Ask An Expert·5 min read

Here’s Why You Really, Really Need a Will

Family working with estate planner
April 12, 2024

Estate planning is one of those money topics that’s intimidating and a bit depressing. Plus, not only are you thinking about pretty morbid what-ifs, but you’re also paying to get everything squared away legally and on paper. But pros swear that the peace of mind that comes with knowing that your loved ones will be financially OK when you’re gone is priceless. Here, Lazetta Rainey Braxton, a certified financial planner, explains how an estate plan works and why having one is so important. 


Lazetta Rainey Braxton

Lazetta Rainey Braxton - Certified financial planner

Do I need to have an estate plan?

Everybody who is 18 and older needs an estate plan. An estate plan includes a will or a trust, if you have assets you want to transfer, and additional legal documents. It’s important to set up a durable power of attorney for financial and medical purposes. This is the person who can make decisions on your behalf, in case you become unable to do so. If you are incapacitated, a living will provides guidelines on how you want end-of-life treatment, so anybody who is considered an adult should get those planning documents done.It often provides guardianship instructions, which is extremely important if you have younger children. Make sure that these people — a guardian or a trustee — are equipped to handle the responsibilities that are associated with those titles and that they actually want to be in those positions. I have seen situations where people have named people, and the people who were named didn't know. Sometimes they're not even properly equipped to know exactly what they need to do. 

When should I start thinking about estate planning?

Once you’re of legal age, aka an adult. Even if you're going to college and you don't have a lot of assets, you do need to be mindful of who can speak on your behalf. Your parents are not going to be able to do that as a default because you are no longer a minor.  

What happens if I don’t create an estate plan?

If you don't create a plan, it could create legal chaos — particularly when it comes to assets like bank accounts. If you don't have your estate planning documents in place, then the state can decide who gets your assets. When it comes to incapacity, that could be pretty tricky as well. If you’re incapacitated for a period of time, and no one is able to pay your bills, it might destroy your credit. And if no one can make medical decisions on your behalf, that’s risky as well.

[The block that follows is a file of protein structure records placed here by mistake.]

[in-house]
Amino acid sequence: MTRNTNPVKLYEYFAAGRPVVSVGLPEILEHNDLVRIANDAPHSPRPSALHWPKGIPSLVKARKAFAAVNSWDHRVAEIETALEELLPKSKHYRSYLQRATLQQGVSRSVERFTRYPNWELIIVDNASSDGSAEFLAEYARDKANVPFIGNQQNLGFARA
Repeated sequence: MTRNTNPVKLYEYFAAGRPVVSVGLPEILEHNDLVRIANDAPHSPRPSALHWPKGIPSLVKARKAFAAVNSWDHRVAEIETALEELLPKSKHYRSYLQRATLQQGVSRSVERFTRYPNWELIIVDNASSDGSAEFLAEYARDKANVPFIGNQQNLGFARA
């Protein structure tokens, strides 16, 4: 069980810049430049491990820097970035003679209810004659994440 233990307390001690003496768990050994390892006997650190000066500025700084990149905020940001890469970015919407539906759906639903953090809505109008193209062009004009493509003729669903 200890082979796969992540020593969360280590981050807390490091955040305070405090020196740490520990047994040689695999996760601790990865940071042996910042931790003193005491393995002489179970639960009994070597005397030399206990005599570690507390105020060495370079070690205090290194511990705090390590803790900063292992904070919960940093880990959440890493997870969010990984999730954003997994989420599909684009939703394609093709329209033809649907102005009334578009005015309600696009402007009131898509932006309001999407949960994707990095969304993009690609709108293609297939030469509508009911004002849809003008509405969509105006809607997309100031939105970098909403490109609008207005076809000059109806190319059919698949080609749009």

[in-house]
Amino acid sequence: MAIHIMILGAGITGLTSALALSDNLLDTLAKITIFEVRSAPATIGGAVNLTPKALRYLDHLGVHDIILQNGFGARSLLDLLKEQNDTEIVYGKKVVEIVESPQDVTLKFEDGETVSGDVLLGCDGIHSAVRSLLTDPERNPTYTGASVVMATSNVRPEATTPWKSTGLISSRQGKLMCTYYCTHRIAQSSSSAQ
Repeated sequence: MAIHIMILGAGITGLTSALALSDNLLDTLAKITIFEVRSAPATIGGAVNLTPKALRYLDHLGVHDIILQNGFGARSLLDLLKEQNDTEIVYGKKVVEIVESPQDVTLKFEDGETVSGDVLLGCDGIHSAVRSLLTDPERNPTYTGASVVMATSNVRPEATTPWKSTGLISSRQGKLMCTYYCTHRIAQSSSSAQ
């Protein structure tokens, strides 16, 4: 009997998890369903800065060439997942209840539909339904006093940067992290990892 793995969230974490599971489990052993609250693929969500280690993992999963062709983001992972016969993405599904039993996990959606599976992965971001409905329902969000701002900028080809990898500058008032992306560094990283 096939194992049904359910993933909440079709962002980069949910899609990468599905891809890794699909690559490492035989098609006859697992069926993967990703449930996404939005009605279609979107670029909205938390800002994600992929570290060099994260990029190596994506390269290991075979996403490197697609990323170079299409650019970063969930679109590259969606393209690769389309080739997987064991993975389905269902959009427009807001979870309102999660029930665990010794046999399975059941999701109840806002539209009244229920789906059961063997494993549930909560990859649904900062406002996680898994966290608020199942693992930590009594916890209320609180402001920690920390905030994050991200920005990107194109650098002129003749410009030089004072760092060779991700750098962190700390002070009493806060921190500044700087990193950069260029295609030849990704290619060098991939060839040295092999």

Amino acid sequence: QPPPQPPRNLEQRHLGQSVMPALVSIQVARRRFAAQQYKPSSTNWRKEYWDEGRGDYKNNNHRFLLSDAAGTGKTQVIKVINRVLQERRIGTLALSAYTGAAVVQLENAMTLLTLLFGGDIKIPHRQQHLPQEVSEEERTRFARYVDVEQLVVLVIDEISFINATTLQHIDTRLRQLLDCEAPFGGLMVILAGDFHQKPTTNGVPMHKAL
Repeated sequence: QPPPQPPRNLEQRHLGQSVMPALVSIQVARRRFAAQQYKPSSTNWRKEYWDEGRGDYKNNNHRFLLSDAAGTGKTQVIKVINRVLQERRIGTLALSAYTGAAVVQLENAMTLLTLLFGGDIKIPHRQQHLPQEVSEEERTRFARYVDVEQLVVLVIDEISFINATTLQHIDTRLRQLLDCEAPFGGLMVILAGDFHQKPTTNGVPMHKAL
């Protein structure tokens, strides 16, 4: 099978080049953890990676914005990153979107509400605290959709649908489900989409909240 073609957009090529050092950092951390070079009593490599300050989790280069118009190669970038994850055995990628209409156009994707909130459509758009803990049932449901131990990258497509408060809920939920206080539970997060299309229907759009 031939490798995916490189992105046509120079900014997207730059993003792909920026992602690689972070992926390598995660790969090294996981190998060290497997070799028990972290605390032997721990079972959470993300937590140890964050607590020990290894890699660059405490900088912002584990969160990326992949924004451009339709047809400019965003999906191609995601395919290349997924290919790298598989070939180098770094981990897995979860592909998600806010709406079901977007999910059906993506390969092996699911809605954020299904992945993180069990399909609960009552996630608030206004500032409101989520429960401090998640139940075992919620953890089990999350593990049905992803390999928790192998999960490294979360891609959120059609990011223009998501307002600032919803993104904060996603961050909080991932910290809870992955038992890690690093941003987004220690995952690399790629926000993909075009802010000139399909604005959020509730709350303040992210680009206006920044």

Creating your estate planning documents is an act of love. I have seen so many families fall apart in the confusion of what to do. It makes a difficult time more bearable because you have the wishes of the person who died, so your loved ones have the space to be able to grieve without having to deal with a lot of administrative and financial headaches.

How do I know which is right for me: a trust or a will? 

Keep in mind that a will might go through probate [aka through the courts]. Therefore, your information will be public, which is why a lot of people like the privacy of a trust. A trust also allows you to be more detailed with your wishes. If you have more sophisticated desires, a trust may be more applicable as well. If you have a less complex situation, you can transfer your wealth by beneficiary designation, which is a much simpler process. But it can still be worth working with someone and getting a personalized experience. 

If you can’t afford that, then get your documents set in place, and make sure that your questionnaire addresses all your concerns. Imagine yourself incapacitated and paint that scenario in your mind. I know that’s tough, but you've got to do it because your documents are a reflection of what you envision. And if you have a hard time envisioning it, then your documents are not going to satisfy the vision that may transpire.

Can I use an estate plan to minimize taxes?

Generally, using an estate plan to minimize taxes is for ultrahigh-net-worth individuals. Those are people who are subject to estate taxes. So there are some provisions where you can make annual exclusion donations to children and grandchildren.

This interview has been edited and condensed for clarity.

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